Comparatively Speaking: Biopolymers vs. Polymers

Polymers are compounds made from monomers that are joined together in a chemical process. There are many different types of polymers including condensation polymers, radical polymers and biopolymers.

Biopolymers are a specific class of polymers made by living organisms using enzymatic pathways. They are critical to life processes. Biopolymers include: enzymes, structural components and energy sources; the DNA, RNA and nucleotides that are responsible for storing information, copying it and directing synthesis of the proteins; cellulose; starch; amino acids; and nucleotides.

Biopolymers are increasing in popularity in cosmetic science since they are natural and sustainable raw materials. Sugars and cellulose are abundant biopolymers and some of the most common organic compounds. Nearly 33% of all plant matter is cellulose; for example, the cellulose content of cotton is 90% and the cellulose content of wood is 50%.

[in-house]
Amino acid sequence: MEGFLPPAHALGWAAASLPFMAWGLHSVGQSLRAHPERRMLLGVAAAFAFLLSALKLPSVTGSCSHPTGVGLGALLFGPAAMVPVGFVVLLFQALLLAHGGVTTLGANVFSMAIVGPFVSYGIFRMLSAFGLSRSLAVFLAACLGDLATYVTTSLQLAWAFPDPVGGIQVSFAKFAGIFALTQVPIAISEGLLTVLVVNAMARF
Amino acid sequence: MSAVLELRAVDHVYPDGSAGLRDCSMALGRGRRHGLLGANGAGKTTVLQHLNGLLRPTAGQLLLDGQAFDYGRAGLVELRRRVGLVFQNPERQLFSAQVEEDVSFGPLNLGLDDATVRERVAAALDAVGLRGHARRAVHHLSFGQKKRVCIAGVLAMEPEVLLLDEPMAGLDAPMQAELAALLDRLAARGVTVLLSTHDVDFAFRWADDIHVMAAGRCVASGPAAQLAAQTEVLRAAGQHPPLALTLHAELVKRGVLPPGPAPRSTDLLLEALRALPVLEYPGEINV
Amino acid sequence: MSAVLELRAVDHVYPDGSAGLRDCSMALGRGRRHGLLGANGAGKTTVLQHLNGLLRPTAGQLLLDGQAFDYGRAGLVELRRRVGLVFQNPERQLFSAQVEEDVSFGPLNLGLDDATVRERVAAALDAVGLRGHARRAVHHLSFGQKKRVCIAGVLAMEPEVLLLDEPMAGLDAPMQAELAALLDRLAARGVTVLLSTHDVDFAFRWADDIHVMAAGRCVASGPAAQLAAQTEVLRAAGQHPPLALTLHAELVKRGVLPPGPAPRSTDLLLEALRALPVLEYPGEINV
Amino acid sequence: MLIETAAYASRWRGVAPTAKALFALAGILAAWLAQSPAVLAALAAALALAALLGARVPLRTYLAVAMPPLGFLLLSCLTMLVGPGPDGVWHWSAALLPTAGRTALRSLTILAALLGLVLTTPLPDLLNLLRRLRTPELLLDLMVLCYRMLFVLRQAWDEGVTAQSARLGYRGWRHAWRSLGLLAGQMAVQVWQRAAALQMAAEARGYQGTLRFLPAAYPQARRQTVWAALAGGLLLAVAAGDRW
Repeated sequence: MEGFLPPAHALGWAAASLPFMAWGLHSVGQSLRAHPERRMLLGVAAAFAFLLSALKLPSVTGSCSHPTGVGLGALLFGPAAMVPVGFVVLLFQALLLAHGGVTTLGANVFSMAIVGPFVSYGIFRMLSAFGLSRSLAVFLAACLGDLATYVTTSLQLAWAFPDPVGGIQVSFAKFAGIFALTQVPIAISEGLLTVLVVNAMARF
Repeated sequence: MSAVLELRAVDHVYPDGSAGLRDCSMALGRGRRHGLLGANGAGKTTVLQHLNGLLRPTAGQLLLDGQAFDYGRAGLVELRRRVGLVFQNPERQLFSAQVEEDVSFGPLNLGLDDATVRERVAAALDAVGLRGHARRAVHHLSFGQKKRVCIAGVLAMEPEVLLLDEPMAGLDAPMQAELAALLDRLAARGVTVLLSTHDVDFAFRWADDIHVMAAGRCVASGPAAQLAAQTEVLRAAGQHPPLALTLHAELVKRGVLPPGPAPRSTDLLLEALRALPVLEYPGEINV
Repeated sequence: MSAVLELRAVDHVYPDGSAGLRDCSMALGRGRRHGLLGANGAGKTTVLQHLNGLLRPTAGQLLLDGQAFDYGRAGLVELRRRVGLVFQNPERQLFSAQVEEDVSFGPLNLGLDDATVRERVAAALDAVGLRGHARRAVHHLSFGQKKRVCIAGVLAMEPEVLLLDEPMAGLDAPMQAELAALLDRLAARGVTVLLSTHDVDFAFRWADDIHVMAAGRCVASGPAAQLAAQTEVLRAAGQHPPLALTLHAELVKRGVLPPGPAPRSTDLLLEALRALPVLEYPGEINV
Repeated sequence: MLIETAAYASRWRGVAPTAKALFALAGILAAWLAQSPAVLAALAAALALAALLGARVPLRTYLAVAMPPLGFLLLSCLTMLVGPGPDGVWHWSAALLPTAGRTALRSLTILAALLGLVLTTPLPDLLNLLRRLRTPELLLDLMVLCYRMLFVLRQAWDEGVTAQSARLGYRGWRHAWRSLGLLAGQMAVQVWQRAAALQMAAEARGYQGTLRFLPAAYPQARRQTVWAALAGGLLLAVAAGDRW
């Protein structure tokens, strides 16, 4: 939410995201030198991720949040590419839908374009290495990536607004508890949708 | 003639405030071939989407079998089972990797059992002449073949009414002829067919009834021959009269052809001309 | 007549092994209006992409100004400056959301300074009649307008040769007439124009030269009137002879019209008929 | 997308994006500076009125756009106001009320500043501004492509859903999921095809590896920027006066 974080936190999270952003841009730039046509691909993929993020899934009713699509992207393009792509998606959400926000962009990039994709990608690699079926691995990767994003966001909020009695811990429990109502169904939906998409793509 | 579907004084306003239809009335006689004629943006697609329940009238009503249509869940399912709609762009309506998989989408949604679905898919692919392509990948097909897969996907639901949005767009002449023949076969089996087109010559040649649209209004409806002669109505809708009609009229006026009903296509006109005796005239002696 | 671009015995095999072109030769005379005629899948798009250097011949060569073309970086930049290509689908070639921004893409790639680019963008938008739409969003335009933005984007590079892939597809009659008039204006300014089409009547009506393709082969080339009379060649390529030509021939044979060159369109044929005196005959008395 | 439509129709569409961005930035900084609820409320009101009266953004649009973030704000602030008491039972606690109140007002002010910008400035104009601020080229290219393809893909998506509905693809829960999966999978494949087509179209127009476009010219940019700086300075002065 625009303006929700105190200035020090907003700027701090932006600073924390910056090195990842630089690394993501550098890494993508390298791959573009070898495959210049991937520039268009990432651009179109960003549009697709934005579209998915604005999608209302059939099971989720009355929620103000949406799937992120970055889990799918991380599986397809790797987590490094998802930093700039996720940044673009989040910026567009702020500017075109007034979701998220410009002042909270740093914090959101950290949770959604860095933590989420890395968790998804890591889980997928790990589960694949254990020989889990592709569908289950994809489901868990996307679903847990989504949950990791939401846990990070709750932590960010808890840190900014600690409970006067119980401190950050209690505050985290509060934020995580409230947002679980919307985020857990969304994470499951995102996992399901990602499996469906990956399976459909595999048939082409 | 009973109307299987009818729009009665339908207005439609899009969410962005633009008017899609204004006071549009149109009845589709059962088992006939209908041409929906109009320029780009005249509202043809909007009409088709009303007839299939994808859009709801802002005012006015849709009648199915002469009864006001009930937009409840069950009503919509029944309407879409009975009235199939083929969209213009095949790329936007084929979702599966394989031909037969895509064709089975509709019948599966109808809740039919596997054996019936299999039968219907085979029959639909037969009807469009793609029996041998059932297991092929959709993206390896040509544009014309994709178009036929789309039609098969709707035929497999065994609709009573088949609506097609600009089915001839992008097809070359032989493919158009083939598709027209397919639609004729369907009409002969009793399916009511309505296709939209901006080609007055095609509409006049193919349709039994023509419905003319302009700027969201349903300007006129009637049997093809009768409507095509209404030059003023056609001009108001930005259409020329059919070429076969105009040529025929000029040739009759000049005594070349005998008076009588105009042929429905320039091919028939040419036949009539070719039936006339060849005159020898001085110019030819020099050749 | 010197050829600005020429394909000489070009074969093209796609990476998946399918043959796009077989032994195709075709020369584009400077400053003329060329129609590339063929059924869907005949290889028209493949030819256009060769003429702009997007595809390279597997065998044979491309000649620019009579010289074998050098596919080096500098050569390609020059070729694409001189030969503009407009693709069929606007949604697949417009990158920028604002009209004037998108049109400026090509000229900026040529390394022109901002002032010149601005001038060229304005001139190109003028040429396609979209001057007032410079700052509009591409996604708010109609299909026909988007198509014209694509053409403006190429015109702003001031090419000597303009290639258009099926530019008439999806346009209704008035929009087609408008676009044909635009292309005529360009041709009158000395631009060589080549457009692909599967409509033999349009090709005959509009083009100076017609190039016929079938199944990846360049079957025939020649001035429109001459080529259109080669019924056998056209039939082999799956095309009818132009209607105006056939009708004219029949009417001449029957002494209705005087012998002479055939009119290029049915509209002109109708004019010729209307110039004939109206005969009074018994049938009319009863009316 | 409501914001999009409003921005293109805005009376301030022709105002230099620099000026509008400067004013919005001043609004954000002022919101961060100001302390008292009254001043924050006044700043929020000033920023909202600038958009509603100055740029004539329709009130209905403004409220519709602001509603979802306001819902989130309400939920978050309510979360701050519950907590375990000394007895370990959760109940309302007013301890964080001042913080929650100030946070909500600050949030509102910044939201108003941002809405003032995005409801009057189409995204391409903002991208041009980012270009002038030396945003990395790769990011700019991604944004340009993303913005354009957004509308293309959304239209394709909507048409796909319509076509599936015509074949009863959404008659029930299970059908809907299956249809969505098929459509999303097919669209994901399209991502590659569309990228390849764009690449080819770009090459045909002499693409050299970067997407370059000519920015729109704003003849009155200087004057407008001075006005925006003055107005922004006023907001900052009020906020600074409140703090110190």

The synthesis of biopolymers and the precision of enzymatic systems result in the specific structure of biopolymers. Other polymer synthesis schemes lack this specificity. This precision is a requirement for living systems because enzymes work like a lock-and-key on substrates. Even small imperfections in structure can render these materials inoperative.

Organic synthesis routes lead to molecular distribution. The polymers produced from organic synthesis are not single compounds but a mixture of related positional isomers. The cosmetic chemist deals with these Gaussian distributions in everyday formulations.

The quest for biodegradable, sustainable and renewable raw materials in the personal care industry will drive formulators to consider biopolymers as raw materials. Some current examples of biopolymer-based surfactants include sucrose esters and alkyl polyglycosides.

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